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Participation in motorcycle safety classes low as motorcyclist deaths add up in Minnesota

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ST. CLOUD, Minnesota — At least 31 motorcyclists have died on Minnesota roads so far this year, accounting for more than 18 percent of all traffic deaths, according to the State Patrol.

That's nearly double the amount of motorcycle deaths at the same time last year, and motorcycle safety coordinator Bill Shaffer of the Minnesota Department of Public Safety said he wouldn't be surprised if the state surpasses 80 motorcycle deaths this year for the first time since the early 1980s.

State law doesn't require motorcycle training, but many crashes are caused by rider error and inexperience, Shaffer told the St. Cloud Times (http://on.sctimes.com/1LWUbtF ). Significantly more crashes this year have occurred when motorcycles run off the road at curves, which can be difficult for riders who haven't learned the concept of counter-steering, he said.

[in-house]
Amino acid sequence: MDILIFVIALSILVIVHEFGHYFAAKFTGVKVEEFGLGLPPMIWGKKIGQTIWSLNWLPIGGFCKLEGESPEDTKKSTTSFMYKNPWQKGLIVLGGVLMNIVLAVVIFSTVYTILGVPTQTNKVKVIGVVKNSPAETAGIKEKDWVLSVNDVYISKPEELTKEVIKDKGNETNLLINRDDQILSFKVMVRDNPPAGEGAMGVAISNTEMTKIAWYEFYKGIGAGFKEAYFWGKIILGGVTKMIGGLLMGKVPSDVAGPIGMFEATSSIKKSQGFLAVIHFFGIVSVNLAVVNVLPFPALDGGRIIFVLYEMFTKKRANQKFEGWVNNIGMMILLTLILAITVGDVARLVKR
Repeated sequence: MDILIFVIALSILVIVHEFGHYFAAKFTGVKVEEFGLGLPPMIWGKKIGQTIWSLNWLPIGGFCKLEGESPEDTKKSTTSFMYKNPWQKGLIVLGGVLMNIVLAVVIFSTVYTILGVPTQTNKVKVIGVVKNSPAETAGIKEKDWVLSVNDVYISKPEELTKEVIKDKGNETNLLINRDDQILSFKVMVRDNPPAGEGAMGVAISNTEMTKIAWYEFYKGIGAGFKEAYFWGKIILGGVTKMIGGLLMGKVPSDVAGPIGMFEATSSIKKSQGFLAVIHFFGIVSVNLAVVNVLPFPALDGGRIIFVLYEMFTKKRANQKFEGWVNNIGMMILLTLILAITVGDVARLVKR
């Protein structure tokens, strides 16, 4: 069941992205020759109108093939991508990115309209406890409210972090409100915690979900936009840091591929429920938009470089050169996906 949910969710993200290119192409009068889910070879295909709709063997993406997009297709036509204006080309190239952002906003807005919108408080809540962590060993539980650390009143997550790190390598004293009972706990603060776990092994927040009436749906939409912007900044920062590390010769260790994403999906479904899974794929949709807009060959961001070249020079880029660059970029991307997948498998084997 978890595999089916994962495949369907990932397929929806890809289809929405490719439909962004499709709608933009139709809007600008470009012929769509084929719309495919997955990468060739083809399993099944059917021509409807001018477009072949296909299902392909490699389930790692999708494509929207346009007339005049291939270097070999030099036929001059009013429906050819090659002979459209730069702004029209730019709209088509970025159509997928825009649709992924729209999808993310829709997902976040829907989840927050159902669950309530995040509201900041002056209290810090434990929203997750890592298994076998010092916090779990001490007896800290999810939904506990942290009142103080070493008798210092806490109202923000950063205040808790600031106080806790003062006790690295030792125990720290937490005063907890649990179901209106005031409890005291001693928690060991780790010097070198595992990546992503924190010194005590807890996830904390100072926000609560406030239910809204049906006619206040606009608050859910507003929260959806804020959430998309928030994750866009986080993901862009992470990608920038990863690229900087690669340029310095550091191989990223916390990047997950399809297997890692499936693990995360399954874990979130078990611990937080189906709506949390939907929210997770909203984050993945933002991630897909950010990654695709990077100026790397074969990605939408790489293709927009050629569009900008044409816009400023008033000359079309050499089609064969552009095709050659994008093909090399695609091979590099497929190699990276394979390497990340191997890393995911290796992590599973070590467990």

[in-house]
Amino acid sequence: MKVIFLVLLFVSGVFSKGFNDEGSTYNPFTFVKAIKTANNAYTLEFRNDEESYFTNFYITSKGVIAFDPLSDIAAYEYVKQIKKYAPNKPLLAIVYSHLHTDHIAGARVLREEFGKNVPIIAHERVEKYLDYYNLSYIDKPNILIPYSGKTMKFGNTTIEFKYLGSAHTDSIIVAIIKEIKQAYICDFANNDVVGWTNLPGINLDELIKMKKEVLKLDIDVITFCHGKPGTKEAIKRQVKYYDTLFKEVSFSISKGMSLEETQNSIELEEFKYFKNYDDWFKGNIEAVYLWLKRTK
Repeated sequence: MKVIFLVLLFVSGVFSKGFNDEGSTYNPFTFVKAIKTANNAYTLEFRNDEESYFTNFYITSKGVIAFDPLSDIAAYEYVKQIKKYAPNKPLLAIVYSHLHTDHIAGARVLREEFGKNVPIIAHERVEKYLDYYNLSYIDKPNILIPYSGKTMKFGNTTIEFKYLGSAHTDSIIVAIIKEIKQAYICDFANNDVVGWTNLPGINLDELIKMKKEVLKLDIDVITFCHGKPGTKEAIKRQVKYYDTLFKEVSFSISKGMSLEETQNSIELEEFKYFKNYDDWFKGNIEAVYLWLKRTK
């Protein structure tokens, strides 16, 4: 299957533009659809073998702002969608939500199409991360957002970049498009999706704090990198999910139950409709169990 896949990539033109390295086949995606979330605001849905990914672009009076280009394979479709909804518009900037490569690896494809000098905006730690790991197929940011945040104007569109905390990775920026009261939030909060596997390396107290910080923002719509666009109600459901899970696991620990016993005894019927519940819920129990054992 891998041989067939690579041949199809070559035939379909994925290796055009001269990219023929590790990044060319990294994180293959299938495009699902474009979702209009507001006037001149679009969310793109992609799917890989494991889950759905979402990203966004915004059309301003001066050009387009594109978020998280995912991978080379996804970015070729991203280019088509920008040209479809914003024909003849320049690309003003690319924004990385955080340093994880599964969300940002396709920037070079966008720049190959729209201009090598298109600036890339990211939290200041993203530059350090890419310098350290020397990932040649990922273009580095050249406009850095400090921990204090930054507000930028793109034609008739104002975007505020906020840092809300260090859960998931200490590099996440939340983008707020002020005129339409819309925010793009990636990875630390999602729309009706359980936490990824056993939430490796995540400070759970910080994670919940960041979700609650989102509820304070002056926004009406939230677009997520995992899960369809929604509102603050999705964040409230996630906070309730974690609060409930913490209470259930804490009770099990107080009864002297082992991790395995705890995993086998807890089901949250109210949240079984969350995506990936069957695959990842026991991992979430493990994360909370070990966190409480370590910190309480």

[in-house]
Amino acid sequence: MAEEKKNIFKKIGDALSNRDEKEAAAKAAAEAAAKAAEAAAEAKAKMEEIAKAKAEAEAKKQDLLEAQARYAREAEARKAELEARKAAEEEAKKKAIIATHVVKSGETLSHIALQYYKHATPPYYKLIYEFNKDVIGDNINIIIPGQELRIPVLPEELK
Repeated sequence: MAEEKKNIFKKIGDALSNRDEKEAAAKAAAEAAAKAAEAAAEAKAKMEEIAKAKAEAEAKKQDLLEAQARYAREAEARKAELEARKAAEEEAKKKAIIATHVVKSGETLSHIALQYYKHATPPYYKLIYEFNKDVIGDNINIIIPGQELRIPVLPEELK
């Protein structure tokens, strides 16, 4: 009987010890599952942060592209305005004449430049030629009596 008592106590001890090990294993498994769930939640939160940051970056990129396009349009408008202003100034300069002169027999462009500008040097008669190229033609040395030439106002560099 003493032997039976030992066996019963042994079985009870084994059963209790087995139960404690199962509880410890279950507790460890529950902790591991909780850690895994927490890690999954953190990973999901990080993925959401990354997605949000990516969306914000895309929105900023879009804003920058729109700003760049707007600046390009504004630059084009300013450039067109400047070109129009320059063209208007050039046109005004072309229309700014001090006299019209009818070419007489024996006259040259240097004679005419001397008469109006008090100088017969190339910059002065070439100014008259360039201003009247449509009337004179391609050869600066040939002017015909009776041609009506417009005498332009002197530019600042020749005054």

"Some of the inexperience you see is dangerous," said Tom Travaglio, who teaches motorcycle safety training courses held by St. Cloud Technical & Community College. "You see people on the roads who can't shift, can't balance."

Those types of things are taught at training courses offered by Minnesota Motorcycle Safety Center at 28 locations across the state, Shaffer said. But motorcycle safety classes aren't getting as many participants as the Department of Public Safety would like to see, he said.

Minnesota has more than 414,000 licensed riders, but only 300 to 400 motorcyclists participate each year in a safety class beyond the Minnesota Motorcycle Safety Center's first Basic Rider Course, which prepares motorcycle novices to pass the road test they need to earn their motorcycle license. About 60 percent of motorcyclists take that course before earning their license.

Some riders also believe aggressive or inattentive vehicle drivers are to blame for motorcycle danger. However, the safety classes also teach riders how to remain visible to drivers, and how to anticipate and react to the chains of events that often lead to crashes, Travaglio said.

"I think there's a confidence, an alpha-male factor, trying to prove to somebody that you don't need this," he said of the reason why some riders likely don't take more advanced safety classes. "I rode for 26 years before I took this class, and I wish I would have taken it right away.

"Probably would have saved me some road rash."


Information from: St. Cloud Times, http://www.sctimes.com

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